• Outstanding question: Now we have to figure out how to evaluate the density at the interval end points given the cell averages.

, , ,b

a

dx t dx u b t u a t

dt

1

1, ,n ni i

i i

dxu x t u x t

dt

1

,i

i

xni

x

x t ndt dx

CAAM 452 Spring 2005

Upwind Treatment for Flux Terms

• Recall that the solution shifts from left to right as time increases.

• Idea: use the upwind values

t

Slope = 1

u

1 1, , n ni i i iu x t u x t u u

CAAM 452 Spring 2005

Basic Upwind Finite Volume Method

111n n n

i i i

dt dtu udx dx

1

1

n ni i n n

i i

dxu u

dt

simplify

dtudx

111n n n

i i i

Note we must supply a value for the left most average at each time step: 0n

CAAM 452 Spring 2005

Basic Upwind Finite Volume Method

1

1

n ni i n n

i i

dxu u

dt

Approximate time derivative and look forsolution

dtudx

111n n n

i i i

Note we must supply a value for the left most average at each time step: 0n

Recall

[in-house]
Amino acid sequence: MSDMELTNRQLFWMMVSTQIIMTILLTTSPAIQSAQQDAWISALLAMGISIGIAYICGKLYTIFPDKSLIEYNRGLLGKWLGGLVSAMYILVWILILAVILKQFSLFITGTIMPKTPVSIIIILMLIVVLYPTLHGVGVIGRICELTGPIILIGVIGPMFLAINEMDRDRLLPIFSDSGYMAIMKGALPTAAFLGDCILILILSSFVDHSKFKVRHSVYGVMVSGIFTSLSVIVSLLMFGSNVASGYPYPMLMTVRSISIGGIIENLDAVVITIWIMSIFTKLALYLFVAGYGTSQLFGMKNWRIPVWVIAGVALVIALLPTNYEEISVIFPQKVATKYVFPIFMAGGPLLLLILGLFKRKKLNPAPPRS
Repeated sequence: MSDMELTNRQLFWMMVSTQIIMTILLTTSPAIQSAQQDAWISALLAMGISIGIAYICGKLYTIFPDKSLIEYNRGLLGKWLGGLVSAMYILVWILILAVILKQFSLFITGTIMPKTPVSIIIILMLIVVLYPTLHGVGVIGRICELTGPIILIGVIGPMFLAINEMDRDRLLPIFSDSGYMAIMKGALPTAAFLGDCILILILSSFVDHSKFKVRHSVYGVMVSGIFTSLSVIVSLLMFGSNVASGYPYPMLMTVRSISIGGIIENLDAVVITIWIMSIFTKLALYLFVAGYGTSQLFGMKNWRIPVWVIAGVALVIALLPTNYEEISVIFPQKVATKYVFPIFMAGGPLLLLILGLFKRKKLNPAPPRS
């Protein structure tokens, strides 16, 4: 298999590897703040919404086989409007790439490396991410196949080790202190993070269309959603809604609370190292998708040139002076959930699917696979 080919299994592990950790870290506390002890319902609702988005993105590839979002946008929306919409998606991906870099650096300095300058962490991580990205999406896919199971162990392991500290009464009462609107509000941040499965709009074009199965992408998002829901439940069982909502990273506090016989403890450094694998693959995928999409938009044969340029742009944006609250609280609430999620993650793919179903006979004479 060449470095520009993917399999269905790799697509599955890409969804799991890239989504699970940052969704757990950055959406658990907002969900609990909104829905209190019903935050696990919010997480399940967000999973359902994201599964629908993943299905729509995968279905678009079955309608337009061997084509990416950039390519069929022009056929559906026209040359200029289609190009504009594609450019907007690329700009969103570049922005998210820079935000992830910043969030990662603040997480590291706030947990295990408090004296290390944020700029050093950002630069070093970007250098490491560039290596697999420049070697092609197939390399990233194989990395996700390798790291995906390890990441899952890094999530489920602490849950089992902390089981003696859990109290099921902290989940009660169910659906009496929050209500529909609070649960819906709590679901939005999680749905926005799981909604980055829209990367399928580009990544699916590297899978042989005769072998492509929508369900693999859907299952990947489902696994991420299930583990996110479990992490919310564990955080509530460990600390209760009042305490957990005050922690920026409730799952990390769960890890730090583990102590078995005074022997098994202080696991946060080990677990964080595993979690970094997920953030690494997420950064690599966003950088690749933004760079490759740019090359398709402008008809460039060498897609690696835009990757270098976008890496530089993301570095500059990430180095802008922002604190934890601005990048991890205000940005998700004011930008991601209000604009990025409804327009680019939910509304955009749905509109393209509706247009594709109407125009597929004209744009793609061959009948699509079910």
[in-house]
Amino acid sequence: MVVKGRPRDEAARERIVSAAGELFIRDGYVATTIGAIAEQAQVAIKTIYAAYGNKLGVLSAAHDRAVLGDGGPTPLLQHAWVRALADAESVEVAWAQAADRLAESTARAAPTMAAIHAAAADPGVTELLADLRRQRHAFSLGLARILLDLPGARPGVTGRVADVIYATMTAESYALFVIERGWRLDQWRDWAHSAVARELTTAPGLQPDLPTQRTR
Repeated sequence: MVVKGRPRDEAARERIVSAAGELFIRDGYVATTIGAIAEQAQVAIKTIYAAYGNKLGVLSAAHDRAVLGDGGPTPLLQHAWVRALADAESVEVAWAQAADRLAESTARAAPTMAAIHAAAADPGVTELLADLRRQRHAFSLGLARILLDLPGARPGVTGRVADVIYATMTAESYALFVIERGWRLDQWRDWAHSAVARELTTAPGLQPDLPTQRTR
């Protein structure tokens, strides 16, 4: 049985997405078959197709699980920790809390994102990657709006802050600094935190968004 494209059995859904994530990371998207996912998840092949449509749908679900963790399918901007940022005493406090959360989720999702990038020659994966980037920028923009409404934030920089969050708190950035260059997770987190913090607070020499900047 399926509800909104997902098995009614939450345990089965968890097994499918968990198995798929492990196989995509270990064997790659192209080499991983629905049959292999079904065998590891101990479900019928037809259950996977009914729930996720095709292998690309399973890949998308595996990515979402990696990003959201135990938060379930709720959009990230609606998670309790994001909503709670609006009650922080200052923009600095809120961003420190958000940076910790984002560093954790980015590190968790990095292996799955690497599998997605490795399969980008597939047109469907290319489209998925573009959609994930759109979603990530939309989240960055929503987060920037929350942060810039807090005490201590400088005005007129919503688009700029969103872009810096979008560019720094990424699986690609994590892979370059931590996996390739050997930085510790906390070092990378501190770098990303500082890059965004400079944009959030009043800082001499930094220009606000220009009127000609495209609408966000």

1, ,i i i

dq dx uq x t uq x t

dt

Approximate fluxes with upwind flux

1i i i

dq dx uq uq

dt

n ni iq

CAAM 452 Spring 2005

Convergence

• We have constructed a physically reasonable numerical scheme to approximate the advection equation.

• However, we need to do some extra analysis to determine how good at approximating the true PDE the discrete scheme is.

• Let us suppose that the i’th subinterval cell average of the actual solution to the PDE at time T=n*dt is denoted by

1 1

1

1

1

1 1, ,

where q satisfies:

, , ,

i i

i i

i

i

x xni

i i x x

x

i i i

x

q q x ndt q x ndtx x dx

d dq x t dx dxq uq x t uq x t

dt dt

CAAM 452 Spring 2005

Error Equation

• The goal is to estimate the difference of the exact solution and the numerically obtained solution at some time T=n*dt.

• So we are interested in the error:

• For the given finite volume scheme dt and dx will be related in a fixed manner (i.e. dt = Cdx for some C, independent of dx).

• Suppose we let and then

the scheme is said to be of order s.

, nn n ni i i

TE q

dt

0dt n sE O dt

CAAM 452 Spring 2005

Norms and Definitions

• We define the discrete p-norms:

• We say that the scheme is convergent at time T in the norm ||.|| if:

• It is said to be accurate of order s if:

1/ pip

ipi

E dx E

0lim 0n

dtndt T

E

as 0n sE O dt dt

CAAM 452 Spring 2005

Local Truncation Error